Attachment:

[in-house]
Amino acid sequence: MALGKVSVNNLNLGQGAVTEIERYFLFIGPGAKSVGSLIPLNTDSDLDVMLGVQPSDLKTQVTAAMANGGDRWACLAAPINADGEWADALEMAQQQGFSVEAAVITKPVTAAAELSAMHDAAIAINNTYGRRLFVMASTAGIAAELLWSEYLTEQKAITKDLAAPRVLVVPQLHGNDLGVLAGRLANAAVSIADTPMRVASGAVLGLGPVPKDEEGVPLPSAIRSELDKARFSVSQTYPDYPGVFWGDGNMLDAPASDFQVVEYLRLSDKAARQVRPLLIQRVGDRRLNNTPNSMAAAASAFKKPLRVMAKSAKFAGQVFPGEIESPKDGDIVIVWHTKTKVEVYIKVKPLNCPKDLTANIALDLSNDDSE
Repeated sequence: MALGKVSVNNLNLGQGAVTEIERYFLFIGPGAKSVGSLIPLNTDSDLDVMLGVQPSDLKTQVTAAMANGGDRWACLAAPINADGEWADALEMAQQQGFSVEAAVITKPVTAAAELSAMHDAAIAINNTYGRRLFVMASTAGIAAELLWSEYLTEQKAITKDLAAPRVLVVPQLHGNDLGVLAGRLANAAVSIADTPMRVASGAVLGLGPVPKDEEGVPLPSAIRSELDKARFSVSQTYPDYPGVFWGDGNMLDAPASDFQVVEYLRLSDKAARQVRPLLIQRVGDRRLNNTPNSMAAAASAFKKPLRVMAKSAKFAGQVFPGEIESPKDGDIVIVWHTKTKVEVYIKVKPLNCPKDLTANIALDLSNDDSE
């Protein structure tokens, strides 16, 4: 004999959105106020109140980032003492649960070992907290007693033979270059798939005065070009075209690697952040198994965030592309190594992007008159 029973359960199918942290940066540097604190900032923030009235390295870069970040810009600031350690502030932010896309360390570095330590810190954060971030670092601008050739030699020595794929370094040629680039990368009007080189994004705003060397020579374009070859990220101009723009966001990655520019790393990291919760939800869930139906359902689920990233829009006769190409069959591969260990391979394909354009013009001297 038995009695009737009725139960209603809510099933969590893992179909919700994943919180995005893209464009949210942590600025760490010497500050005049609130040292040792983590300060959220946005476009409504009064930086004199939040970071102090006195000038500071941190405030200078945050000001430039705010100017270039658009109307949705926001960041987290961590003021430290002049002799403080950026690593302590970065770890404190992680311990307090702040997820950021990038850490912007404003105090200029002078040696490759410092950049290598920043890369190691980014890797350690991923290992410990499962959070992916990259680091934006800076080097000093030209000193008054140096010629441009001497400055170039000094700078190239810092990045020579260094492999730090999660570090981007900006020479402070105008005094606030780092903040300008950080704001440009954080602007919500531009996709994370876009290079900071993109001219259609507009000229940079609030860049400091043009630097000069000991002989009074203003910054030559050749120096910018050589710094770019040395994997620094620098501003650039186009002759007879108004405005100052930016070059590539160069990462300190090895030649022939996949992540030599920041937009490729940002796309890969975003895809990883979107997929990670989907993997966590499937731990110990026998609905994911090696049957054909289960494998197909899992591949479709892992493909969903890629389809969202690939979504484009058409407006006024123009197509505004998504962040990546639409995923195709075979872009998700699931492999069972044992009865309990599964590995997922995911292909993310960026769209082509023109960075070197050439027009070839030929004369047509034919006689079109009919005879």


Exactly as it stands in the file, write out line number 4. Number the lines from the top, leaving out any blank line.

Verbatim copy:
């Protein structure tokens, strides 16, 4: 004999959105106020109140980032003492649960070992907290007693033979270059798939005065070009075209690697952040198994965030592309190594992007008159 029973359960199918942290940066540097604190900032923030009235390295870069970040810009600031350690502030932010896309360390570095330590810190954060971030670092601008050739030699020595794929370094040629680039990368009007080189994004705003060397020579374009070859990220101009723009966001990655520019790393990291919760939800869930139906359902689920990233829009006769190409069959591969260990391979394909354009013009001297 038995009695009737009725139960209603809510099933969590893992179909919700994943919180995005893209464009949210942590600025760490010497500050005049609130040292040792983590300060959220946005476009409504009064930086004199939040970071102090006195000038500071941190405030200078945050000001430039705010100017270039658009109307949705926001960041987290961590003021430290002049002799403080950026690593302590970065770890404190992680311990307090702040997820950021990038850490912007404003105090200029002078040696490759410092950049290598920043890369190691980014890797350690991923290992410990499962959070992916990259680091934006800076080097000093030209000193008054140096010629441009001497400055170039000094700078190239810092990045020579260094492999730090999660570090981007900006020479402070105008005094606030780092903040300008950080704001440009954080602007919500531009996709994370876009290079900071993109001219259609507009000229940079609030860049400091043009630097000069000991002989009074203003910054030559050749120096910018050589710094770019040395994997620094620098501003650039186009002759007879108004405005100052930016070059590539160069990462300190090895030649022939996949992540030599920041937009490729940002796309890969975003895809990883979107997929990670989907993997966590499937731990110990026998609905994911090696049957054909289960494998197909899992591949479709892992493909969903890629389809969202690939979504484009058409407006006024123009197509505004998504962040990546639409995923195709075979872009998700699931492999069972044992009865309990599964590995997922995911292909993310960026769209082509023109960075070197050439027009070839030929004369047509034919006689079109009919005879």